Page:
The Battle of Brananburgh
King Athelstan came to the throne in 924 and continuing the work of his father Edward the Elder (son of Alfred the Great), conquered the remaining Danish strongholds in England. He also successfully campaigned in Scotland and Wales and received the homage of the respective Kings.
In 937 amid growing resentment, Constantine III, King of the Scots formed an alliance with Welsh, Norse/Irish and Viking chieftains. The huge army mustered at an unknown location and marched into England with the intention of permanent conquest. The great Athelstan undeterred, gathered his army together and marched forward to send the invaders home.
The numbers engaged are uncertain but probably around 18,000 men were deployed on each side. For the period these numbers were immense and clearly demonstrate the maximum effort offered by both sides.
Little is known of the actual battle, apart from the fact the English army repelled repeated attacks by the allies and finally broke the enemy when Athelstan ordered a counter-attack at the critical moment. We are told by The Anglo-Saxon Chronicle that the West Saxon launched mounted attacks against the fleeing enemy and inflicted heavy slaughter upon them. The Scots and Scandinavians fled in the direction of their ships on the Humber and the Norse/Irish headed for the north-west coast.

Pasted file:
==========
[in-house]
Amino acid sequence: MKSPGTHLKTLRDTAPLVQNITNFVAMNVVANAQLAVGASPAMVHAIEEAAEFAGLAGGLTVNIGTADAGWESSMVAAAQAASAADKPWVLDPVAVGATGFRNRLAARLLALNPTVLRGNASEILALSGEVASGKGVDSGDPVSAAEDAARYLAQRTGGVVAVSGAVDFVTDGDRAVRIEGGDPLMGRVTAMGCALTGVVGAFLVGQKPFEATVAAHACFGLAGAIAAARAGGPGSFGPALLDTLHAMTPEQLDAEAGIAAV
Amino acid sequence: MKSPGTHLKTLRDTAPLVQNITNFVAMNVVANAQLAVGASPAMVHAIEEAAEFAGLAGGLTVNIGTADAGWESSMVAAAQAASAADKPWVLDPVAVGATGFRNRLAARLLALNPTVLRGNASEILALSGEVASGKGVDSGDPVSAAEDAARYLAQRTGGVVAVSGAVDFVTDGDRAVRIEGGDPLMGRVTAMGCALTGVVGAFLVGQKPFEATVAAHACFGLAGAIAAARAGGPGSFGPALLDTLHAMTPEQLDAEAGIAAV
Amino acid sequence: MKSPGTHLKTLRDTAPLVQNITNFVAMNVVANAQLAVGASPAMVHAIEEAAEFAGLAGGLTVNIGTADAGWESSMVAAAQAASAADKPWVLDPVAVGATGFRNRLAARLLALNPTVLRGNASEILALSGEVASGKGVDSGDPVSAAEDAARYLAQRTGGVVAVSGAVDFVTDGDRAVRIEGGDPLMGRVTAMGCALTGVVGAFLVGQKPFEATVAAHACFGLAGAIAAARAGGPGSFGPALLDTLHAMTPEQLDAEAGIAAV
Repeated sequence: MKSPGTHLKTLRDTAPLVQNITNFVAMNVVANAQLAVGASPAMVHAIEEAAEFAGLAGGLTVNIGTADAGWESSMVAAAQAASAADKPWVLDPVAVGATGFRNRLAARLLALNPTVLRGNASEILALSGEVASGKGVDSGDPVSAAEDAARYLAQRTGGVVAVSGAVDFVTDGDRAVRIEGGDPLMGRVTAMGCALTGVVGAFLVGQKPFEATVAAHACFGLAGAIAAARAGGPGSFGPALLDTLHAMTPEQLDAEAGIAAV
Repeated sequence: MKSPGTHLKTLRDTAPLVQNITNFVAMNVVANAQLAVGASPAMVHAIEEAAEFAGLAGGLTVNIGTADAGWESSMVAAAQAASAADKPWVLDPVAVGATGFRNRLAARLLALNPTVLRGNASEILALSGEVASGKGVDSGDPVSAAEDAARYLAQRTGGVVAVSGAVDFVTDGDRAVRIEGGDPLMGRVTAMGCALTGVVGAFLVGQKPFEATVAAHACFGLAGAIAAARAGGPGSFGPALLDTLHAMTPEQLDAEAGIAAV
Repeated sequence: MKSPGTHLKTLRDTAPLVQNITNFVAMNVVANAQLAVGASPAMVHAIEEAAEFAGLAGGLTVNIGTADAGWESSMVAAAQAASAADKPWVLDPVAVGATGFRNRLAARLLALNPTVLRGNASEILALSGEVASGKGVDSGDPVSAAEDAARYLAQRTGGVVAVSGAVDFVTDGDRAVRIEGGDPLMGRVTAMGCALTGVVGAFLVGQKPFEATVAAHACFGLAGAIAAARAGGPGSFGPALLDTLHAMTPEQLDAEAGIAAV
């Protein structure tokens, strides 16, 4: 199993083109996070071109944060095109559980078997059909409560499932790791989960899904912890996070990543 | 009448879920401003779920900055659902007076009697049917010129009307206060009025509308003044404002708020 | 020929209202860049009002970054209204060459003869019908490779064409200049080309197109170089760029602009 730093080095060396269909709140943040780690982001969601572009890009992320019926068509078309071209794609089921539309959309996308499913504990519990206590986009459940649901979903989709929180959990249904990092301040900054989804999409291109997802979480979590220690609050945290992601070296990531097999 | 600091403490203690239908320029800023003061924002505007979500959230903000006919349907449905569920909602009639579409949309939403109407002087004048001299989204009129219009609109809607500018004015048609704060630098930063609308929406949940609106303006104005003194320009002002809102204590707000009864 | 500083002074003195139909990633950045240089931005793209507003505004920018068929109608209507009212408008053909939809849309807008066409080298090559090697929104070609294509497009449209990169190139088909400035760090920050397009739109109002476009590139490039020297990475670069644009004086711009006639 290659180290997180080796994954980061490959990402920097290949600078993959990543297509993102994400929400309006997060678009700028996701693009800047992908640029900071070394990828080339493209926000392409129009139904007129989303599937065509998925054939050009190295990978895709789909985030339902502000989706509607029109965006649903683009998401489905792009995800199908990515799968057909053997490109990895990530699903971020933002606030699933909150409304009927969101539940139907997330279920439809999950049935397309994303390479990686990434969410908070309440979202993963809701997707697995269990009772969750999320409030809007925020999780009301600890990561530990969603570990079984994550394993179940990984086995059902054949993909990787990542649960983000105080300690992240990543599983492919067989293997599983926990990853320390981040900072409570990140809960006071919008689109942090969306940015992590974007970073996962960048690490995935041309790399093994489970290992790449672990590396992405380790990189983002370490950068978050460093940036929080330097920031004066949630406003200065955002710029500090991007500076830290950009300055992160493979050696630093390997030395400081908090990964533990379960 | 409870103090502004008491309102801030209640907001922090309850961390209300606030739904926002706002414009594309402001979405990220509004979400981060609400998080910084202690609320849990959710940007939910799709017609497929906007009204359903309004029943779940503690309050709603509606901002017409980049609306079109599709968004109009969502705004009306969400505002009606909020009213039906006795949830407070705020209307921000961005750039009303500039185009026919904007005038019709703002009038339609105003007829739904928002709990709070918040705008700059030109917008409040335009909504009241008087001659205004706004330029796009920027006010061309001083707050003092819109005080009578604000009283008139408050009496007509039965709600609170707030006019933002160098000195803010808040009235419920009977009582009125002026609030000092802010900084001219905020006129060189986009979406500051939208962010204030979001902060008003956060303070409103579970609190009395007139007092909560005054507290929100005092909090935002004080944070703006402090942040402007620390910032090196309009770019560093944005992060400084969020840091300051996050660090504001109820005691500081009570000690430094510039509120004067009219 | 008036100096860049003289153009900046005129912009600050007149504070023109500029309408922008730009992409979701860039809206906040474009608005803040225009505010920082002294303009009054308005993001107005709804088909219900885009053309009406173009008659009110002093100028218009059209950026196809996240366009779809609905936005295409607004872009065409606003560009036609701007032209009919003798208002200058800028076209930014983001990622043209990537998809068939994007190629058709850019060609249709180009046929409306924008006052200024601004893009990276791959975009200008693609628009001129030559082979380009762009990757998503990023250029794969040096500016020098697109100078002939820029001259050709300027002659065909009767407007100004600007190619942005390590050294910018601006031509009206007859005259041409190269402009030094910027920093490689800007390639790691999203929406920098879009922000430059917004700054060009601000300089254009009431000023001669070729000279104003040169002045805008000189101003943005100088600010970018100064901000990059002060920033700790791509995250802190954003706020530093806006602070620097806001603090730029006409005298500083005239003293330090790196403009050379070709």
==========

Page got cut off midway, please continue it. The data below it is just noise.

Casualty figures for the English are unknown but those of the invaders were immense, and are said to have included five kings, seven earls and Constantine's son.
This little known battle (probably because it was us being invaded by our Irish and Scottish friends), confirmed England's position as the dominant power within the British Isles and also ensured that the country would be ruled from the south.